Perhaps this document will help: http://www.internetbestsecrets.com/2007/12/optimizing-windows-xp-for-ssd-use.html

The main issue with flash based SSD is the limited number of write cycles.

Although hundreds of thousands may sound like a lot, a computer can issue hundreds of writes per second - and even though some SSD use a "smart" relocation scheme, so it spreads the writes across different sectors in order not to wear down a single area; the fact remains that paging files and temporary files cause significant degradation that can cause disk errors in just a few months of regular use.

On Linux (like on the Asus Eee PC) you can turn off the swap files with just 512Mb of Ram; on Windows XP that wouldn't be possible (and would be even worse on Vista.)

So, before considering upgrading your laptop or UMPC for SSD use, it's best to upgrade your RAM to its highest capacity.

On XP, with 2Gb of Ram you can turn off the paging file - I've done so over 2 years ago and just rarely get a "out of memory" error (and only when forcing it, like trying to use Photoshop to edit multiple 12Mpixels images while having 2 browsers with dozens of tabs open, and burning a DVD at the same time.) Under regular conditions, even with multiple browsers open, I can still play memory intensive games like ETQW and UT3 without any problem.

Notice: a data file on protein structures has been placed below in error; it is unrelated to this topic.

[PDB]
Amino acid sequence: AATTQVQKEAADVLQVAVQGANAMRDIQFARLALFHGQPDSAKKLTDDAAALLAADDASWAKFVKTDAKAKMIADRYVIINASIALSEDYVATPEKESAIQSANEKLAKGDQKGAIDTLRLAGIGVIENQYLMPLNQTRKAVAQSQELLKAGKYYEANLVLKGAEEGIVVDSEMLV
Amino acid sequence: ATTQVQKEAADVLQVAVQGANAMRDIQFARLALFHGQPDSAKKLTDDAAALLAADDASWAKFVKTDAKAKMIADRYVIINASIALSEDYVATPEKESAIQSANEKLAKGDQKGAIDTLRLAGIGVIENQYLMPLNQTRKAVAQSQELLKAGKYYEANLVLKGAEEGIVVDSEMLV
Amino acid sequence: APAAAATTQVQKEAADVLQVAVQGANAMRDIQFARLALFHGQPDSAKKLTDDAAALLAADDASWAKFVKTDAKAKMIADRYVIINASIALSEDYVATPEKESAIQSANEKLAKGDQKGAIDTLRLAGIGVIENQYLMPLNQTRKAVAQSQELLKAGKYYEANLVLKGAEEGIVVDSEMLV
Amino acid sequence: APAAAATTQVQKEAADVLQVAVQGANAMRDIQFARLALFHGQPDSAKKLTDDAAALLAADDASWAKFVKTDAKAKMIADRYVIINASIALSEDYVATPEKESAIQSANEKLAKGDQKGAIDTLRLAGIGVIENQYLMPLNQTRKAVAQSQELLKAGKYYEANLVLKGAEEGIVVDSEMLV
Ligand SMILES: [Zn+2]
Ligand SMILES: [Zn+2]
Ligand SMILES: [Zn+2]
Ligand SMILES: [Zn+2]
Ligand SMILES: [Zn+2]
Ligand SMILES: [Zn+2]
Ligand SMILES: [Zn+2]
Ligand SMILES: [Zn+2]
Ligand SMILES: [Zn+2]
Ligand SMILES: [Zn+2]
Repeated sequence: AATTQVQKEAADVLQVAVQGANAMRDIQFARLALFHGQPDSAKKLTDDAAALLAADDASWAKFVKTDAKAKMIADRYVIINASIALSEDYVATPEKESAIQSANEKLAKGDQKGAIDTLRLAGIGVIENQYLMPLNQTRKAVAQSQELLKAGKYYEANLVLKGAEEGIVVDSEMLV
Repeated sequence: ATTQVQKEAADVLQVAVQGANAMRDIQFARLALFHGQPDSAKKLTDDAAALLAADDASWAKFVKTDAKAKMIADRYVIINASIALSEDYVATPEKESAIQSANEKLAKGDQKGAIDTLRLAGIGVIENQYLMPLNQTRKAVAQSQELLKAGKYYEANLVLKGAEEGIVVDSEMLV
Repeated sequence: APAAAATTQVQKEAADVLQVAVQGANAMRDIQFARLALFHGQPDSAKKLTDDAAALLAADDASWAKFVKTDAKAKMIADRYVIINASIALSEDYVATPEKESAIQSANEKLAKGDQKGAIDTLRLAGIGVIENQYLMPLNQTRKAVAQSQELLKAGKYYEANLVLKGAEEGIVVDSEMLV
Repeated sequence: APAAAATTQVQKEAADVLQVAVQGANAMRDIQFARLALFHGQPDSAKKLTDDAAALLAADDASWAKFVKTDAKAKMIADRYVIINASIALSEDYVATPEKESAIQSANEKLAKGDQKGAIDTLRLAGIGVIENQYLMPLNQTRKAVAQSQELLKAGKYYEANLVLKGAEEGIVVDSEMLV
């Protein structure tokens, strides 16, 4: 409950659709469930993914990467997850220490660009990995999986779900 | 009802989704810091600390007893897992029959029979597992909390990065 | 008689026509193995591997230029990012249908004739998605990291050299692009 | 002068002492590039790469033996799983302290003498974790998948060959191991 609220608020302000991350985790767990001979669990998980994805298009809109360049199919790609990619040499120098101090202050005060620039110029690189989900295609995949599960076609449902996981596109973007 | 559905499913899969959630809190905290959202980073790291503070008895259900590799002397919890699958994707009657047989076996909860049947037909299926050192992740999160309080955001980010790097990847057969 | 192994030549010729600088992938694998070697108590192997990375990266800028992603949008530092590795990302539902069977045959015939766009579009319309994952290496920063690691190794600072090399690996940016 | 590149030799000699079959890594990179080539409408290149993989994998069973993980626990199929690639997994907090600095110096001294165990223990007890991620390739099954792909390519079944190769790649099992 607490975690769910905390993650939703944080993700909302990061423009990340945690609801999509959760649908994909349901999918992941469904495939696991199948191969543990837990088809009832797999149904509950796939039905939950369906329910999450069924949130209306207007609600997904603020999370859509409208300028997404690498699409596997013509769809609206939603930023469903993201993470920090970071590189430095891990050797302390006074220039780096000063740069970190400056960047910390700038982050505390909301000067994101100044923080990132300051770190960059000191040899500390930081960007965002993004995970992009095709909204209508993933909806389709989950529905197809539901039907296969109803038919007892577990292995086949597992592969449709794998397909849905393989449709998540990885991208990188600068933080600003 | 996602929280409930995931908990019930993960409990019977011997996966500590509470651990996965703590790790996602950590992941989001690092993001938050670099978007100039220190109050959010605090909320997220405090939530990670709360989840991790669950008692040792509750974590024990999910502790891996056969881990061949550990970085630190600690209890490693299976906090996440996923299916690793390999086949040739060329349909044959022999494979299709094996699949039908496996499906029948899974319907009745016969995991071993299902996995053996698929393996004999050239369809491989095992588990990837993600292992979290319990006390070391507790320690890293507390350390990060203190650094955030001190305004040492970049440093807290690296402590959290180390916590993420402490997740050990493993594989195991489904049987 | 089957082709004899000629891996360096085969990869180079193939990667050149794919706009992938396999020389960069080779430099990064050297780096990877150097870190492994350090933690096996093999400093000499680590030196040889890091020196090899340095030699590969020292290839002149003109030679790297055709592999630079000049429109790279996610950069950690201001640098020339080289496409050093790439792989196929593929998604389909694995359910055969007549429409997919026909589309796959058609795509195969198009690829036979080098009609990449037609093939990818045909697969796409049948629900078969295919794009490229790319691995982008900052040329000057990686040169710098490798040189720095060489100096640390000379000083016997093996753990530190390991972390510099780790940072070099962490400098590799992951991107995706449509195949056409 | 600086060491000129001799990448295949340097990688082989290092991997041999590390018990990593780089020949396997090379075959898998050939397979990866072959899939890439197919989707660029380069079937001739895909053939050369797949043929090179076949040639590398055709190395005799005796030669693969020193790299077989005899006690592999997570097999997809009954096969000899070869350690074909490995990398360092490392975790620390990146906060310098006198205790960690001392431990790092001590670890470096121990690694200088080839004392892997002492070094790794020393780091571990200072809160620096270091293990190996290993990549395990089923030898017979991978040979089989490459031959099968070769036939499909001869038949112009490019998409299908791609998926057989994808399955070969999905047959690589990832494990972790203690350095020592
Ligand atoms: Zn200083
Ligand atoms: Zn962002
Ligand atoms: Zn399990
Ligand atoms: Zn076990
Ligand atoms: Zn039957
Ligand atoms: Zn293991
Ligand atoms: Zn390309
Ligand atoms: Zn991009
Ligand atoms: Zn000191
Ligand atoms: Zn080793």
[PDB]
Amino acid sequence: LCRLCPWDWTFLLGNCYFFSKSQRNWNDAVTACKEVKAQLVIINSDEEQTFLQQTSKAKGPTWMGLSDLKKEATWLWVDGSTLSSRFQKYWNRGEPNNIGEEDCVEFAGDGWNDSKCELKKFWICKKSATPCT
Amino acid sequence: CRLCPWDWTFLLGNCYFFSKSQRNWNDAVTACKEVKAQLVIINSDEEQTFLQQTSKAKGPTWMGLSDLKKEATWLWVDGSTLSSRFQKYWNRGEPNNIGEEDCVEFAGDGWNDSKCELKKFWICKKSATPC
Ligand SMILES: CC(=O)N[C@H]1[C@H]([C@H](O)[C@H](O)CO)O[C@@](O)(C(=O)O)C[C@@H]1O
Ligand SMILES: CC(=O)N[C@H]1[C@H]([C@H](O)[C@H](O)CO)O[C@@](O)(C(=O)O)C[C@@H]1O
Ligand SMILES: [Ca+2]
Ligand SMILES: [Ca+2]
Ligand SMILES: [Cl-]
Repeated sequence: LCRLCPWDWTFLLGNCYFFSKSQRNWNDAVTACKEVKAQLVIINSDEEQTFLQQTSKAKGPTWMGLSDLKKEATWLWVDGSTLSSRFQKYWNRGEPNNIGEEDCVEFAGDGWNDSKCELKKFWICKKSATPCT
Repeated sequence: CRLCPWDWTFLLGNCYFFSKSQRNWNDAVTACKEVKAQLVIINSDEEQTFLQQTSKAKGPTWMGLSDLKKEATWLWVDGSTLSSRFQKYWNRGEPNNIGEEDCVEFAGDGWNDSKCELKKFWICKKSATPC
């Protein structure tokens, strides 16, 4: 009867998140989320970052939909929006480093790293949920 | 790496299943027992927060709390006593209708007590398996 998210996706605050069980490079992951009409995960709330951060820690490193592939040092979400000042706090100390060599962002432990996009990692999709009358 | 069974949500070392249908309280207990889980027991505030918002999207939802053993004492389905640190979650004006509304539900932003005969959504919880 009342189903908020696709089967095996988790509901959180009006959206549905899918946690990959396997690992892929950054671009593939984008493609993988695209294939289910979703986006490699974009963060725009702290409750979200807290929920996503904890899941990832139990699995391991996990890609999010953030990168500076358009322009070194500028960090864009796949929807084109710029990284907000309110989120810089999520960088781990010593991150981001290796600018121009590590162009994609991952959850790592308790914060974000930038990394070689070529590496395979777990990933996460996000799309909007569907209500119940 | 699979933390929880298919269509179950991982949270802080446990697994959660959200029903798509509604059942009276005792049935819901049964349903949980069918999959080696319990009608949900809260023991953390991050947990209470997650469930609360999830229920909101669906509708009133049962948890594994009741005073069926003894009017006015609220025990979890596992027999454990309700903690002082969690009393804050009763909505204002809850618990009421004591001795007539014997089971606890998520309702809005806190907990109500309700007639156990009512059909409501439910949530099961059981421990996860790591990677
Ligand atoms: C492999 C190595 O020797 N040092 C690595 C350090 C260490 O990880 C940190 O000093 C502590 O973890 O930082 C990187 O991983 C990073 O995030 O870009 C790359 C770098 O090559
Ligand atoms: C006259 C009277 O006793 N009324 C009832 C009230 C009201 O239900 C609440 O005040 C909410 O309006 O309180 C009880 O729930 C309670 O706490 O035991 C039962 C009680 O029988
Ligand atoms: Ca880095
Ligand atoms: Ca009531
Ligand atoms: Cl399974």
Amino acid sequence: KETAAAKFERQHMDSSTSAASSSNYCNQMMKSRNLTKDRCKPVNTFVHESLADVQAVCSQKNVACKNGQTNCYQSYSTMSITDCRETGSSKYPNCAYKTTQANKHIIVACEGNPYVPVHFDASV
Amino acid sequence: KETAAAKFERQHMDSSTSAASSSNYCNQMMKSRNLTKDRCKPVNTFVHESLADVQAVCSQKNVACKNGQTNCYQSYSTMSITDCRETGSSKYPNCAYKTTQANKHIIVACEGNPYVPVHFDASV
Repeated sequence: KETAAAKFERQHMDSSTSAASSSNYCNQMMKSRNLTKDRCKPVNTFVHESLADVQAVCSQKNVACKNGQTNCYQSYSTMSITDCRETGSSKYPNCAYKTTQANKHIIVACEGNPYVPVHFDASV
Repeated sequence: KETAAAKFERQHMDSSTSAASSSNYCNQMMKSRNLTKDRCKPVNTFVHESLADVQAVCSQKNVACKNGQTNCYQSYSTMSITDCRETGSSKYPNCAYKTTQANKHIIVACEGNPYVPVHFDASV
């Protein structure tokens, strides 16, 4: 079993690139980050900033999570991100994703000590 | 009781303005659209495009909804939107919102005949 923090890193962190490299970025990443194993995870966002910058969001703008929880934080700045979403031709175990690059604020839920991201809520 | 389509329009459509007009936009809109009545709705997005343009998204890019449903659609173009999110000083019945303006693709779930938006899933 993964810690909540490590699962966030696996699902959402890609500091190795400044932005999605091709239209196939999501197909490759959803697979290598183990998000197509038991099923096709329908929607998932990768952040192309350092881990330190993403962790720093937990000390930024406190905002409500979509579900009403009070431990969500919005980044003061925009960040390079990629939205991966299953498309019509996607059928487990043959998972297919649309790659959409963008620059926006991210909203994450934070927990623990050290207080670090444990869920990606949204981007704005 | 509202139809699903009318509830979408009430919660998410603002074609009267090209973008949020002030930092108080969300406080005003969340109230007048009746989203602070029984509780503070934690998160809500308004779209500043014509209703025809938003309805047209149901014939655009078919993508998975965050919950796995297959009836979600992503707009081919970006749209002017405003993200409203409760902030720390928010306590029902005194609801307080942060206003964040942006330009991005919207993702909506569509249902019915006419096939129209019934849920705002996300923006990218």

With no swap file, you avoid the constant disk trashing due to the page file constant reading/writing, However, there's still more to be done.

There are other programs that use disk space for temporary buffers and caches. Internet Browsers are probably the worst of them. Each time you visit a new page, hundreds of small files are written to disc to speed up future requests. Although not a big deal on magnetic hard drives, these are not well suited to SSD.

Until these programs offer a finer control on how to use their RAM/disk caches and memory usage, the most efficient way to deal with it is by using a RAM disk.